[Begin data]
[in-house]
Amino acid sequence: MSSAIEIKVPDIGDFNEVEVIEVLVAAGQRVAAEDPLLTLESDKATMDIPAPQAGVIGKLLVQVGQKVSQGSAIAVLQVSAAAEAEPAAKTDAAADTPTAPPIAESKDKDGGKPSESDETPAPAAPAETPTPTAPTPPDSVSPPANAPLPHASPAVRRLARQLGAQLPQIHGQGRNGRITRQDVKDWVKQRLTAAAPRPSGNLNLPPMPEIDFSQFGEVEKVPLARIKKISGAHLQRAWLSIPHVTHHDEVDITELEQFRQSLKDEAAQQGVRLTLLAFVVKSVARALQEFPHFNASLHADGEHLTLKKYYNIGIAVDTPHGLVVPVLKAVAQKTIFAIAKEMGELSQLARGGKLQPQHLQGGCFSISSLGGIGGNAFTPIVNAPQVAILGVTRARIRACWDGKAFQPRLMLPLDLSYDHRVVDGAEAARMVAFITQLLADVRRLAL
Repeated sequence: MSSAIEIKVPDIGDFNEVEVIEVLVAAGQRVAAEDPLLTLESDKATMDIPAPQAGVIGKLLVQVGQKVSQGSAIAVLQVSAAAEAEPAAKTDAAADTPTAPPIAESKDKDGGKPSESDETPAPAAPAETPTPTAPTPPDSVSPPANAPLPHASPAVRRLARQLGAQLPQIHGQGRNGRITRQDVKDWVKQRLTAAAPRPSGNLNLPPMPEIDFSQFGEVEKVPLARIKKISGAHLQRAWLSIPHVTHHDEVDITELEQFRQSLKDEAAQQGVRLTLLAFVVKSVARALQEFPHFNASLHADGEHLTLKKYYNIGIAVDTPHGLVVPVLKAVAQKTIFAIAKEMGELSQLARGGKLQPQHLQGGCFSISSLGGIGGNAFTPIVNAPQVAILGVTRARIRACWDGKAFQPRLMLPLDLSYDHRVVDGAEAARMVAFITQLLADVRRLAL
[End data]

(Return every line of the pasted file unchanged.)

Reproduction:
[in-house]
Amino acid sequence: MSSAIEIKVPDIGDFNEVEVIEVLVAAGQRVAAEDPLLTLESDKATMDIPAPQAGVIGKLLVQVGQKVSQGSAIAVLQVSAAAEAEPAAKTDAAADTPTAPPIAESKDKDGGKPSESDETPAPAAPAETPTPTAPTPPDSVSPPANAPLPHASPAVRRLARQLGAQLPQIHGQGRNGRITRQDVKDWVKQRLTAAAPRPSGNLNLPPMPEIDFSQFGEVEKVPLARIKKISGAHLQRAWLSIPHVTHHDEVDITELEQFRQSLKDEAAQQGVRLTLLAFVVKSVARALQEFPHFNASLHADGEHLTLKKYYNIGIAVDTPHGLVVPVLKAVAQKTIFAIAKEMGELSQLARGGKLQPQHLQGGCFSISSLGGIGGNAFTPIVNAPQVAILGVTRARIRACWDGKAFQPRLMLPLDLSYDHRVVDGAEAARMVAFITQLLADVRRLAL
Repeated sequence: MSSAIEIKVPDIGDFNEVEVIEVLVAAGQRVAAEDPLLTLESDKATMDIPAPQAGVIGKLLVQVGQKVSQGSAIAVLQVSAAAEAEPAAKTDAAADTPTAPPIAESKDKDGGKPSESDETPAPAAPAETPTPTAPTPPDSVSPPANAPLPHASPAVRRLARQLGAQLPQIHGQGRNGRITRQDVKDWVKQRLTAAAPRPSGNLNLPPMPEIDFSQFGEVEKVPLARIKKISGAHLQRAWLSIPHVTHHDEVDITELEQFRQSLKDEAAQQGVRLTLLAFVVKSVARALQEFPHFNASLHADGEHLTLKKYYNIGIAVDTPHGLVVPVLKAVAQKTIFAIAKEMGELSQLARGGKLQPQHLQGGCFSISSLGGIGGNAFTPIVNAPQVAILGVTRARIRACWDGKAFQPRLMLPLDLSYDHRVVDGAEAARMVAFITQLLADVRRLAL